Chocolates and "Nuts!"

Trip Start Apr 03, 2007
Trip End Jun 16, 2007

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Thursday, April 26, 2007

Today was another sunny warm day in Belgium.  This time, I went to a famous WWII site, Bastogne.  I also tried out Belgian chocolates :-)
The grocery stores here have some really unusual flavors of chips.  Of course, there's Paprika (seems to be very popular), but there's also some I didn't expect such as "Heinz Tomato Ketchup", and "Pickle" flavored chips.  Not sure how well those last ones would do in America.
After eating breakfast and checking out of the hostel this morning in Ghent (De Draecke, "The Dragon"), I headed on the tram (much cooler and less crowded this time) back to the train station and caught a train to Brussels.  From there, I caught another train towards Luxembourg.  I didn't go all the way there, however, as my destination was Bastogne.  The trains don't directly go to Bastogne, so I got off in Libramont and caught a bus from there to Bastogne.  It was a very pleasant 45 minute ride through pastures and farmlands, with yellow and white flowers abundant in the fields, and white cows grazing in the pastures.
Bastogne was the center point of the American defense against the Germans during the Dec 1944-Jan 1945 Battle of the Bulge.  The book "Band of Brothers" by historian/author Stephen Ambrose chronicled the events as experienced by the 101st Airborne Division, one of the divisions placed right around and defending Bastogne as it was surrounded and besieged for a week.  An HBO miniseries was made a few years back based on the book, which was very well done, and prompted me to want to come see it for myself.  The battle was the last major decisive conflict of the war, and a major victory for the vastly outnumbered and outgunned Americans.
After arriving in town, I found my way to the hotel.  This is the first time in 3 weeks that I have my own room, no roommates, and my own bathroom and shower.  Kind of seems like a novelty, but it's so quiet.  It's small but clean, and in a great location right in the center of town.  This is the first place I've come to where most people don't speak English.  The bus driver spoke practically no English, and the lady at the hotel desk understood some, but spoke mostly French.  I managed to get by with my limited French, though, and so far it's quite enjoyable being in a place where all the languages are foreign.  This is also the first time I've had a TV since starting the trip.  I flipped through the channels, most of them are in French, some in Flemish, two in English (CNN International and BBC1), and a couple in Turkish.  One channel had what looked like the French equivalent of Jerry Springer on.  BBC1 had the British version of "Survivor" on.  I guess I haven't missed much not having a TV.  One of the stations had on the movie "The Village", dubbed in French.  It was weird seeing Sigourney Weaver and William Hurt speaking in French.  I'd seen it before, so I pretty much knew the plot, but when you don't understand the language, it's almost like a different movie.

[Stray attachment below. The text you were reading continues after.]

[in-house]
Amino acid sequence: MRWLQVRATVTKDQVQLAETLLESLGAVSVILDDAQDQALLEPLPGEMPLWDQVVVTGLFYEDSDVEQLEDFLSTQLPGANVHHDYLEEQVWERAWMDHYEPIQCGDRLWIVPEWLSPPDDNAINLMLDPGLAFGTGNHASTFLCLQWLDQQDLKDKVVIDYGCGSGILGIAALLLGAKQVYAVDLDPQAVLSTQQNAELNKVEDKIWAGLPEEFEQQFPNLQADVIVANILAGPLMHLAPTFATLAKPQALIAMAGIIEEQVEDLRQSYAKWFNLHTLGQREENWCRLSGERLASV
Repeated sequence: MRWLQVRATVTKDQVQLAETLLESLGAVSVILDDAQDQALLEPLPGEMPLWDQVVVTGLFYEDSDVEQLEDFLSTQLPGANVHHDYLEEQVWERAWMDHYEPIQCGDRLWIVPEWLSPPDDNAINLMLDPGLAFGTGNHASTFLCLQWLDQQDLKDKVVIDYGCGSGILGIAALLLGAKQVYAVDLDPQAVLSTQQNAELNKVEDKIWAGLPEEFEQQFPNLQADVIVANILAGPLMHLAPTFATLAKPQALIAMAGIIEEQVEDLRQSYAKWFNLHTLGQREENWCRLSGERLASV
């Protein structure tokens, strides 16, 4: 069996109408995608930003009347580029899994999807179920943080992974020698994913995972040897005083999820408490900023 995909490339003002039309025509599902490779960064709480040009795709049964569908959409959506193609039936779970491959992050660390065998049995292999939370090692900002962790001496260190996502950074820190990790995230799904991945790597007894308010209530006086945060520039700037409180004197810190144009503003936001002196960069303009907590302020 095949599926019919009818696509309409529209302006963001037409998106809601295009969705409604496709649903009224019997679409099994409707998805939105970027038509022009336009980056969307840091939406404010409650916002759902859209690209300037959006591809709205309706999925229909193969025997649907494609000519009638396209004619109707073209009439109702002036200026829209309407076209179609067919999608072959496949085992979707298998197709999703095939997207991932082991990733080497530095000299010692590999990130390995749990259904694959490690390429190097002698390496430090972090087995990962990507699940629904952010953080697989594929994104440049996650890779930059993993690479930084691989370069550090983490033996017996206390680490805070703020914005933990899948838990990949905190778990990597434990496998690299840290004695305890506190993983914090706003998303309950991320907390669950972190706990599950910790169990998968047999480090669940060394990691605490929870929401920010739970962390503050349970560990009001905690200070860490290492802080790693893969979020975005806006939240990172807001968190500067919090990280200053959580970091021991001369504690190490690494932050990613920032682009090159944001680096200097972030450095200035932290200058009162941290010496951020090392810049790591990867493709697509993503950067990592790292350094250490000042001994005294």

I left the hotel around 3:00 PM and headed through the town of Bastogne.  The American memorial and historical center are about a mile to the north of town, so I walked right through the main business district and McAuliffe Square, then up past the pastures and cows to the top of the hill that the memorial is situated on.  They picked the best spot around, from the top of the memorial you can see off in every direction.  The memorial itself is in the shape of a 5-pointed star, with the names of the 50 states and all of the army groups and divisions that served in the Battle of the Bulge.  Written on the stone panels around the inside is the story of the conflict.  Next door to the memorial is a museum called Bastogne Historical Center.  It had a good audio tour that walks you through all the exhibits, including uniforms, weapons, vehicles, and supplies for both the Americans and German sides.  There was a half-hour film that used actual footage to show the story of how the battle progressed.  The Germans completely surrounded Bastogne and demanded that the Americans within the perimeter surrender.  The famous reply given back to the Germans by General McAuliffe: "Nuts!"  Hence, the nickname for the town today is "Nuts City".
After checking out the memorial, I walked back through town to the Patton Memorial.  It's in tribute to George S. Patton, whose army broke the siege on Bastogne and saved the city.  The memorial is in a nice walled-in grassy courtyard, and at that hour (around 6:00 PM) I had the place all to myself, so I chilled out there for awhile, just me and George, and thought about the 81,000 Americans who gave their lives to win the struggle.  Patton was known as a real SOB, but he was exactly the kind of SOB they needed right then to win, and it's him and the men like him that are the reason I'm here in a free country as I write this.  Having seen "Band of Brothers", I now have an idea of the countryside they were in (although that was Winter time, with snow on the ground, so it was a tad different).  After the trip, I'm going to read "Band of Brothers", then watch the miniseries again.
Tomorrow, I head for Paris.  Unfortunately, something big must be happening this weekend because everyplace there was booked up, so I'm just going to stay one night in Paris, then head for Mont St Michel and the D-Day Beaches for the weekend, then come back and do 4 days in Paris next week.  Looking forward to it!  Until then, Au Revoir!

P.S. Regarding the Belgian Chocolates, there's a reason they're famous: they are SO good.  I got some with hazelnuts and they just melt in your mouth.  Mmm... and you don't need to buy them from the expensive chocolate shops either, just stop in at a supermarket and get them (Cote d'Or is a good brand).
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